Indigenous Peoples’ Day

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Indigenous Peoples’ Day lands on October 9 this year, and given that you’ve wandered over to this page today, you’re either a) curious to learn more about how this holiday came to be; b) eager to find out ways that you can honor and celebrate this special day; c) looking for relevant organizations to discover and support. Orrrr… d) all of the above.

In absolutely stellar news for the option D crowd, we’re here to provide you with the full scoop on the significance of this day, and give a bit of background about how and why it’s being observed instead of C*lumbus D*y in some states. So, let’s get into it.

How Indigenous Peoples’ Day Came to Be
In 2021, President Joe Biden became the first U.S. president to commemorate the holiday, but many Indigenous people have been honoring it long before his official proclamation. Way back in the 1970s, Indigenous rights activists were flagging the problematic implications of recognizing Columbus Day as a national holiday—ya know, due to the fact that he didn’t actually “discover” the U.S.A.’s land and how he enslaved the Indigenous folks that were here first.

In 1977, leaders at the International NGO Conference on Discrimination Against Indigenous Populations in the Americas suggested that the second Monday in October be observed as “International Day of Solidarity with the Indigenous Peoples of the Americas,” instead of Columbus Day. By 1990, South Dakota was the first state to officially recognize Indigenous Peoples’ Day.

What states officially recognize Indigenous Peoples’ Day?

  • Alaska
  • Minnesota
  • Vermont
  • Iowa
  • North Carolina
  • Alabama
  • California
  • District of Columbia
  • Louisiana
  • Maine
  • Michigan
  • New Mexico
  • Oklahoma
  • Wisconsin

Like any other federal holiday, you can expect post offices, most banks, and many workplaces and schools to be closed in observance. (But you’ll want to check with your individual office/school calendars to confirm, just to be on the safe side.)

It’s definitely whack that not all states are on board with observing the day—it definitely should be a standard across the country, but I’ll get off my soapbox for now. If your state isn’t on the above list and you want that to change, write letters to your local officials and governor, to start. No action can be too small.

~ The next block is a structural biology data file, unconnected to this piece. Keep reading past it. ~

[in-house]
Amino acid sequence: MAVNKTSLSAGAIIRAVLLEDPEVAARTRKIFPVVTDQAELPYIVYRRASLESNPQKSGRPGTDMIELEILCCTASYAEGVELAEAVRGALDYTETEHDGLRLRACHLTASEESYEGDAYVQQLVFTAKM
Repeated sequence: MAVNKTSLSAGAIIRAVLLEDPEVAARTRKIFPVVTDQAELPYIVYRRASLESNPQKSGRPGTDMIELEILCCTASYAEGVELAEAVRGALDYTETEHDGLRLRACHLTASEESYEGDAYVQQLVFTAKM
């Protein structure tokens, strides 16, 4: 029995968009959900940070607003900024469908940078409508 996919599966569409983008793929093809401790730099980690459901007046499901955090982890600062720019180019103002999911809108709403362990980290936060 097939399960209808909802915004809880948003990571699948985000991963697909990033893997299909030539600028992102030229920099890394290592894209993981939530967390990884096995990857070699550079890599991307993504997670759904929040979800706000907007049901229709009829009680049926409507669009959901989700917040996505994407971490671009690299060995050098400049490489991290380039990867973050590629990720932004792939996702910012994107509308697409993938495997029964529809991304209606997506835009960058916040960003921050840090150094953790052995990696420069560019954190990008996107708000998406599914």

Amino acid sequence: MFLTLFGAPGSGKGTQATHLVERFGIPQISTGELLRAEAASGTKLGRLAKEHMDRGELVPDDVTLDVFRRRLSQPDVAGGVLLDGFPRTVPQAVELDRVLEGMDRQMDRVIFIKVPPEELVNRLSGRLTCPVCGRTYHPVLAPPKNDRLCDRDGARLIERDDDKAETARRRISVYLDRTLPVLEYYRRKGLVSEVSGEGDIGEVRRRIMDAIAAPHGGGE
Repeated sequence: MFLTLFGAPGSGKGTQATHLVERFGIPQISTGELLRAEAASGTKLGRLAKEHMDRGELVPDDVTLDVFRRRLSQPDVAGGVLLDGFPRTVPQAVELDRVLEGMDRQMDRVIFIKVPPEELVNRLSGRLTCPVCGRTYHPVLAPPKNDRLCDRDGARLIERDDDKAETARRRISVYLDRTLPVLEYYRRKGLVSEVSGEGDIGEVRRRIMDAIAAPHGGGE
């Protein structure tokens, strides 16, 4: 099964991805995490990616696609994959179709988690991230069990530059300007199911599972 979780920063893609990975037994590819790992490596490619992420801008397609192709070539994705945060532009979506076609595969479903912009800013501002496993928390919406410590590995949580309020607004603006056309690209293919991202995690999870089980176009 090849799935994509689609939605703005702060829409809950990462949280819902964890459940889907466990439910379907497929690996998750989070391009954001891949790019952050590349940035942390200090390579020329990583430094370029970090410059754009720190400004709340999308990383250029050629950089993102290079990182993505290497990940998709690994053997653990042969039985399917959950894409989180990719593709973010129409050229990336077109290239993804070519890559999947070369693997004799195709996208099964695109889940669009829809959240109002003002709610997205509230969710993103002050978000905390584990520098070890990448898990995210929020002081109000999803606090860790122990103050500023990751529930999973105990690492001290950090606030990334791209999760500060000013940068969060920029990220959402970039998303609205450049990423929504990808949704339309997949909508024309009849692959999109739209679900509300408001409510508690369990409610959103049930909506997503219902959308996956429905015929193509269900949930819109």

How You Can Celebrate Indigenous Peoples’ Day
There are tons of ways you can show this day some love, both on October 9 and beyond. But one of the easiest and most impactful actions you can take is to correct inaccurate and harmful narratives that float around about Indigenous life. “One of the first misconceptions people have is that Indigenous people are simply anti-American, and that’s just too simplified,” says Sarah Manning, director of communications at the NDN Collective.

“Oftentimes our perspective, our lived experience, and our narratives are really vilified,” she explains. “They scratch at the discomfort of settlers. On the dark underside of American exceptionalism is the story of genocide and slavery. And any time we name those realities, we experience a pushback.”

Instead of resisting the truth about our country’s history with Indigenous communities, this holiday is a good time for aspiring allies to grapple with the uncomfortable circumstances of their privilege…and correct it in any little way they can. It’s like, ridiculously simple to do.

“Reflect on the ways you might be unintentionally supporting false narratives,” says Manning. “Look at what’s on your bookshelves. Look at the narratives you consume in television and entertainment.”

If you think these acts are too insignificant to contribute to a larger cultural shift, think again, please and thank you! There’s definitely an active ripple effect. “[Indidgenous people] suffer high rates of poor mental health, substance abuse, and poverty,” says Manning. “The wealth gap is massive between the dominant society and indigenous people, graduation rates are lower, and it has everything to do with the fact that our people have been oppressed in our own lands and were not reflected in mainstream narratives.”

A few Indigenous-led Organizations and Movements You Can Support
JIC you want to take things one step further after staying cognizant about all the long-standing stereotypes out there, we’ve rounded up a handy list of groups for you to check out, support, and pass along.

The LANDBACK Campaign
A movement for helping Indigenous communities gain economic and political sovereignty in ancestral lands.

Indigenous Peoples Resources
A site that distributes films, books, and maps made by and about Indigenous folks.

Community Outreach & Patient Empowerment
An org in partnership with the Navajo Nation that is dedicated to eliminating the health disparities for Indigenous people.

Indigenous Media Freedom Alliance
A nonprofit media organization that’s building a system to fill the news gap of information in Indigenous communities.

Native Youth Sexual Health Network
A grassroots network of Indigenous youth providing resources for reproductive health, rights, and justice.

White Bison
An org that provides resources for sobriety, recovery, and addiction prevention to communities nationwide.

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Posted in Events, History, Holidays.